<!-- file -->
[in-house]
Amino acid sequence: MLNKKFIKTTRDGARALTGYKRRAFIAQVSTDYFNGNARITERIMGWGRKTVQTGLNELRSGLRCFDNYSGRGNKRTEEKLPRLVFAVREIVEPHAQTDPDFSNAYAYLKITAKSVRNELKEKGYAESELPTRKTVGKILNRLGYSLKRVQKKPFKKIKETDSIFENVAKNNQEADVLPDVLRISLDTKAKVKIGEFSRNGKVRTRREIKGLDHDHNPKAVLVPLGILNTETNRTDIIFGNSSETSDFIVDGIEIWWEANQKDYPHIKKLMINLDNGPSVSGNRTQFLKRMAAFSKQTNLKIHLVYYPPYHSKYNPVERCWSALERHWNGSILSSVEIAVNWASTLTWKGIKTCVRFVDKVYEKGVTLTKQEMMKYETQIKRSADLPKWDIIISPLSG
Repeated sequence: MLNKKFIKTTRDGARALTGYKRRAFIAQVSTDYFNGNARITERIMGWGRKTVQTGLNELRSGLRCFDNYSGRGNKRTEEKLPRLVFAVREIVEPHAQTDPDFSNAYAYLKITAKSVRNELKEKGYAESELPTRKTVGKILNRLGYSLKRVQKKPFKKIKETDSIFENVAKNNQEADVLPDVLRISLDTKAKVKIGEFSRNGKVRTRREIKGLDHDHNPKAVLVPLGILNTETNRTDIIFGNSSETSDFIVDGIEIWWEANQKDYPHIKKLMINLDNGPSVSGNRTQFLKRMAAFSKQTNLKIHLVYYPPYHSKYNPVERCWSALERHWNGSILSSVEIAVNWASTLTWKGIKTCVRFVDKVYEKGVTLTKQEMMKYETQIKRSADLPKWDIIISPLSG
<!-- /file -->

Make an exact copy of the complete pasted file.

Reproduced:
[in-house]
Amino acid sequence: MLNKKFIKTTRDGARALTGYKRRAFIAQVSTDYFNGNARITERIMGWGRKTVQTGLNELRSGLRCFDNYSGRGNKRTEEKLPRLVFAVREIVEPHAQTDPDFSNAYAYLKITAKSVRNELKEKGYAESELPTRKTVGKILNRLGYSLKRVQKKPFKKIKETDSIFENVAKNNQEADVLPDVLRISLDTKAKVKIGEFSRNGKVRTRREIKGLDHDHNPKAVLVPLGILNTETNRTDIIFGNSSETSDFIVDGIEIWWEANQKDYPHIKKLMINLDNGPSVSGNRTQFLKRMAAFSKQTNLKIHLVYYPPYHSKYNPVERCWSALERHWNGSILSSVEIAVNWASTLTWKGIKTCVRFVDKVYEKGVTLTKQEMMKYETQIKRSADLPKWDIIISPLSG
Repeated sequence: MLNKKFIKTTRDGARALTGYKRRAFIAQVSTDYFNGNARITERIMGWGRKTVQTGLNELRSGLRCFDNYSGRGNKRTEEKLPRLVFAVREIVEPHAQTDPDFSNAYAYLKITAKSVRNELKEKGYAESELPTRKTVGKILNRLGYSLKRVQKKPFKKIKETDSIFENVAKNNQEADVLPDVLRISLDTKAKVKIGEFSRNGKVRTRREIKGLDHDHNPKAVLVPLGILNTETNRTDIIFGNSSETSDFIVDGIEIWWEANQKDYPHIKKLMINLDNGPSVSGNRTQFLKRMAAFSKQTNLKIHLVYYPPYHSKYNPVERCWSALERHWNGSILSSVEIAVNWASTLTWKGIKTCVRFVDKVYEKGVTLTKQEMMKYETQIKRSADLPKWDIIISPLSG